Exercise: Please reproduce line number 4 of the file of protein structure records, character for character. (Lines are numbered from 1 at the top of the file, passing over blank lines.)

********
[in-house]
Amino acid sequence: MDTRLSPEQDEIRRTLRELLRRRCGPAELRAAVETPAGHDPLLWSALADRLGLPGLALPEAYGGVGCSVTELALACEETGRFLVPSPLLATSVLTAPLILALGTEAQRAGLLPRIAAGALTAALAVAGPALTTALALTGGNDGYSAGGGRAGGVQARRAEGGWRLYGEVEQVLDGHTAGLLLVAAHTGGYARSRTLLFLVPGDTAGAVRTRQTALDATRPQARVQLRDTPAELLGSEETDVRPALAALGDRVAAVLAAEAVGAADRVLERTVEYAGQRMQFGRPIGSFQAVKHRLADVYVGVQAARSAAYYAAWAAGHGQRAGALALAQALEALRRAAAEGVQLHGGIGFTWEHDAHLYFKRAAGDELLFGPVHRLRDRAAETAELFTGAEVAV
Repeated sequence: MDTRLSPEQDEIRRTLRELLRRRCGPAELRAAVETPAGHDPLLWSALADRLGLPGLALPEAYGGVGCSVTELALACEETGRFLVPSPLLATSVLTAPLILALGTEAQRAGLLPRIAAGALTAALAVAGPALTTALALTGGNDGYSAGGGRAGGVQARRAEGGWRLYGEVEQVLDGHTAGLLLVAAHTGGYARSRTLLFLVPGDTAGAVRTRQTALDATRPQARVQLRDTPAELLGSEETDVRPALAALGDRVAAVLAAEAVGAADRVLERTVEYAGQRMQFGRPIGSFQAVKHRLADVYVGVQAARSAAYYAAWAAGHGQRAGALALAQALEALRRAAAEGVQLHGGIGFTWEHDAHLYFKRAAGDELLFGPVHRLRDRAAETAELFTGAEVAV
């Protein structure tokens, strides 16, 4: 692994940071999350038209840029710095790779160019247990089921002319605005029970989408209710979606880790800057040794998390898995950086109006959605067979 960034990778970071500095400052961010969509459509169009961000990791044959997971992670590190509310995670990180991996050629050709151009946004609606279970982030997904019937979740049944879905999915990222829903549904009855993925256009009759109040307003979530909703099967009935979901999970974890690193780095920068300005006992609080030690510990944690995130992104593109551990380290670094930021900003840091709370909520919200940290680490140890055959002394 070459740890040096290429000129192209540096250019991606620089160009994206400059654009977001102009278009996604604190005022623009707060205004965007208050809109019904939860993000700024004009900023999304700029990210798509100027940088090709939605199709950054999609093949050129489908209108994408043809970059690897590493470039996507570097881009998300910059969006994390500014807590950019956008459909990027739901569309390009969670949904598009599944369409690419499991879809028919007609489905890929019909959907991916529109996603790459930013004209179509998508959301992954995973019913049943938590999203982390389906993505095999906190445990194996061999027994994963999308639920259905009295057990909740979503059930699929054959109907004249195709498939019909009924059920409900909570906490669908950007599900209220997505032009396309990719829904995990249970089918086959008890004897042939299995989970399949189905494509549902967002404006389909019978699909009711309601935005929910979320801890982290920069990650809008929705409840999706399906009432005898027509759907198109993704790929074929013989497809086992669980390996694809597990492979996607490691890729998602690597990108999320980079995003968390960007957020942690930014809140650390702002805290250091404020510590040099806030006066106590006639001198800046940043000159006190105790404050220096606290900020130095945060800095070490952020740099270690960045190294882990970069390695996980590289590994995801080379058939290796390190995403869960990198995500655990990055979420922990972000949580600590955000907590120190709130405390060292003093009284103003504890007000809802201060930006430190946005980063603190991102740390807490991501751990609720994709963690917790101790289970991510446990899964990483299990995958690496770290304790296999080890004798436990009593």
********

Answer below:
């Protein structure tokens, strides 16, 4: 692994940071999350038209840029710095790779160019247990089921002319605005029970989408209710979606880790800057040794998390898995950086109006959605067979 960034990778970071500095400052961010969509459509169009961000990791044959997971992670590190509310995670990180991996050629050709151009946004609606279970982030997904019937979740049944879905999915990222829903549904009855993925256009009759109040307003979530909703099967009935979901999970974890690193780095920068300005006992609080030690510990944690995130992104593109551990380290670094930021900003840091709370909520919200940290680490140890055959002394 070459740890040096290429000129192209540096250019991606620089160009994206400059654009977001102009278009996604604190005022623009707060205004965007208050809109019904939860993000700024004009900023999304700029990210798509100027940088090709939605199709950054999609093949050129489908209108994408043809970059690897590493470039996507570097881009998300910059969006994390500014807590950019956008459909990027739901569309390009969670949904598009599944369409690419499991879809028919007609489905890929019909959907991916529109996603790459930013004209179509998508959301992954995973019913049943938590999203982390389906993505095999906190445990194996061999027994994963999308639920259905009295057990909740979503059930699929054959109907004249195709498939019909009924059920409900909570906490669908950007599900209220997505032009396309990719829904995990249970089918086959008890004897042939299995989970399949189905494509549902967002404006389909019978699909009711309601935005929910979320801890982290920069990650809008929705409840999706399906009432005898027509759907198109993704790929074929013989497809086992669980390996694809597990492979996607490691890729998602690597990108999320980079995003968390960007957020942690930014809140650390702002805290250091404020510590040099806030006066106590006639001198800046940043000159006190105790404050220096606290900020130095945060800095070490952020740099270690960045190294882990970069390695996980590289590994995801080379058939290796390190995403869960990198995500655990990055979420922990972000949580600590955000907590120190709130405390060292003093009284103003504890007000809802201060930006430190946005980063603190991102740390807490991501751990609720994709963690917790101790289970991510446990899964990483299990995958690496770290304790296999080890004798436990009593």